Tuesday 30 April 2024

Brawling in the Vennel

On a Saturday night in July 1909 a large crowd gathered in the Vennel in Greenock where two “pugilistically-inclined” women were having a fight.  The brawl only came to an end when one of the women pushed the other through a window. 

The women were arrested and ordered to appear at Greenock Police Court before Bailie Lemon where they were charged with creating a breach of the peace.  Only one of the women, Jane Hamilton or Keenan (whose address was given as East Breast, Greenock) actually appeared, the other, although charged instead of appearing, forfeited a pledge of 20 shillings.  .

One of the witnesses was an egg merchant in the Vennel who gave evidence in court.   The local newspaper summarised his account in their own words– “for fully half an hour the two women waltzed around each other in a spirited face-disfiguring and hair-pulling competition – perhaps not under the approved Queensberry rules, but yet with all the enthusiasm and energy of enraged femininity.”

The merchant stated that when the woman was pushed through the window, which happened to be his premises, “pyramid upon pyramid of eggs came toppling down in a heap.  Altogether about 30 shillings worth of eggs were hopelessly smashed”.

Jane Keenan denied that she had been the one to push the other woman through the window as several of her friends swore when giving evidence in court.  One stating that “it was the crood that broke the window”,  another giving an alternate theory – “the ither wumman took a wake turn and fell through hersel”!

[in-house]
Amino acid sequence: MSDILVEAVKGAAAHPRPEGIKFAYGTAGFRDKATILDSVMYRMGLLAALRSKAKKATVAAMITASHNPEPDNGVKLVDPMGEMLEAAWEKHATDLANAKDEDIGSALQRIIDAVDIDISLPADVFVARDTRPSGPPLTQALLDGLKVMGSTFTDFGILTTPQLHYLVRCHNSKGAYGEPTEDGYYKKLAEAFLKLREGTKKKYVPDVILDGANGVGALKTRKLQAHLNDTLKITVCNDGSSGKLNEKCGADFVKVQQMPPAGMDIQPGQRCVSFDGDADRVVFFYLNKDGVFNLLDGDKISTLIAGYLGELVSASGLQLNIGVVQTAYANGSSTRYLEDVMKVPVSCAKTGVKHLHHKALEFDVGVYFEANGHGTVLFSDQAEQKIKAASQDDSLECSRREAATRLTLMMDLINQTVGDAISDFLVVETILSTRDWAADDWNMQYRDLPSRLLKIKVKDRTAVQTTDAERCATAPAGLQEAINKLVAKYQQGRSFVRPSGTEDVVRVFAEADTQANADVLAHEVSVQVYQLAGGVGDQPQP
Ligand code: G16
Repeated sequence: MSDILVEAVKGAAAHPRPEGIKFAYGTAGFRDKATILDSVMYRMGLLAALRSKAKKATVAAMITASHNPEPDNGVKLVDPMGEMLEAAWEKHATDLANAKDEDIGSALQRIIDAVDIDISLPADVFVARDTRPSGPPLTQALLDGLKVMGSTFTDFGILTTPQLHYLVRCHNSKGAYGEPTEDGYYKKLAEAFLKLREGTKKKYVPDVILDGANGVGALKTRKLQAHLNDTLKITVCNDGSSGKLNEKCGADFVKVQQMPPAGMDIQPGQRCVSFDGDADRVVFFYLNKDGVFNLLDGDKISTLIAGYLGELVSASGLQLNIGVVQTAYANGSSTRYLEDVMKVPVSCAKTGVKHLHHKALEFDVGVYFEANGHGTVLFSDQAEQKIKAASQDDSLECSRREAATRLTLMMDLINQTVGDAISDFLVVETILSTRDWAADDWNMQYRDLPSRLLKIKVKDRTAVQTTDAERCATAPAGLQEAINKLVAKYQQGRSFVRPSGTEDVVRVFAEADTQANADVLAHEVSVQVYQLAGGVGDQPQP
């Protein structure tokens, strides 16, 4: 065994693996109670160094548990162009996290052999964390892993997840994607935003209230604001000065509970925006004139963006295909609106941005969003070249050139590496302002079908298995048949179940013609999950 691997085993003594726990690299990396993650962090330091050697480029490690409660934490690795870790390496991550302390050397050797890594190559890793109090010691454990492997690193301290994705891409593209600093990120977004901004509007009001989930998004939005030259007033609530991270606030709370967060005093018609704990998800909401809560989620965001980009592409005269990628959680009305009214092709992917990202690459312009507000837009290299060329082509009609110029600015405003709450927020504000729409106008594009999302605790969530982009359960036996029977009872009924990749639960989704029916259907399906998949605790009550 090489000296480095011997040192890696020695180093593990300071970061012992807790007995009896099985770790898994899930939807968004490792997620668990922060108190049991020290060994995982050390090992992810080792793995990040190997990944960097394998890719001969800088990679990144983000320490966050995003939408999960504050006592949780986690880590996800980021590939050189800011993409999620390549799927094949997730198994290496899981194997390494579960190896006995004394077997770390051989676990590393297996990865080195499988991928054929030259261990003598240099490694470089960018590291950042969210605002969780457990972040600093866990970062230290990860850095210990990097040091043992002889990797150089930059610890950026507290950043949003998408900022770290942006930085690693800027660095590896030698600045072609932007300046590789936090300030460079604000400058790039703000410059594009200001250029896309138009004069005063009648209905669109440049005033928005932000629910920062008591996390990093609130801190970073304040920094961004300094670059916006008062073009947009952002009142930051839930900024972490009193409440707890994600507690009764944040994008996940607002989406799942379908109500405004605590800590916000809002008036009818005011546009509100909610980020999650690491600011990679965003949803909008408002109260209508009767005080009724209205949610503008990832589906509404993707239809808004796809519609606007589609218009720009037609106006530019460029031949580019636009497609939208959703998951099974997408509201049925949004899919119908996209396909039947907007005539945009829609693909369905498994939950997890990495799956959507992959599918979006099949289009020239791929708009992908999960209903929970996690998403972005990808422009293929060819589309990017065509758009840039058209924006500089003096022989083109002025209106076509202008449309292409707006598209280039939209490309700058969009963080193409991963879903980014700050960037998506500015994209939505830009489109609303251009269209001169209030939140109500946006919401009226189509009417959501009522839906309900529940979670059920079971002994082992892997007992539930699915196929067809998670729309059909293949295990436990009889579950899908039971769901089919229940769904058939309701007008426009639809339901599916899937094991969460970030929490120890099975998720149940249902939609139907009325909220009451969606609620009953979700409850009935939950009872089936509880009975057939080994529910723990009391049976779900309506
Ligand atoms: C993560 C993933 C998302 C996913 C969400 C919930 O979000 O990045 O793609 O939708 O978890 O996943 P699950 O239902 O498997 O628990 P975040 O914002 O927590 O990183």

Source - Greenock Burns Club

Bailie Lemmon pronounced Keenan guilty of taking part in a disturbance and handed down a sentence of a fine of 20 shillings or ten days in jail.  Later in the year she was again in court charged with assaulting two women and sent to prison for thirty days.

It was not Mary Hamilton or Keenan’s first brush with the law since 1903 she had several breach of the peace court appearances, had been charged for using obscene language and in 1907 she had been charged with riotous and disorderly behaviour.  Just another Saturday night in Greenock's closes!

Want to read more about what went on in the narrow and overcrowded streets of Greenock?  Then you might enjoy the following posts, just click on the links:-

The Greenock Ripper
Greenock's Dunghill Problem
Mince Collop Close
Cartsdyke's Problem Piggeries

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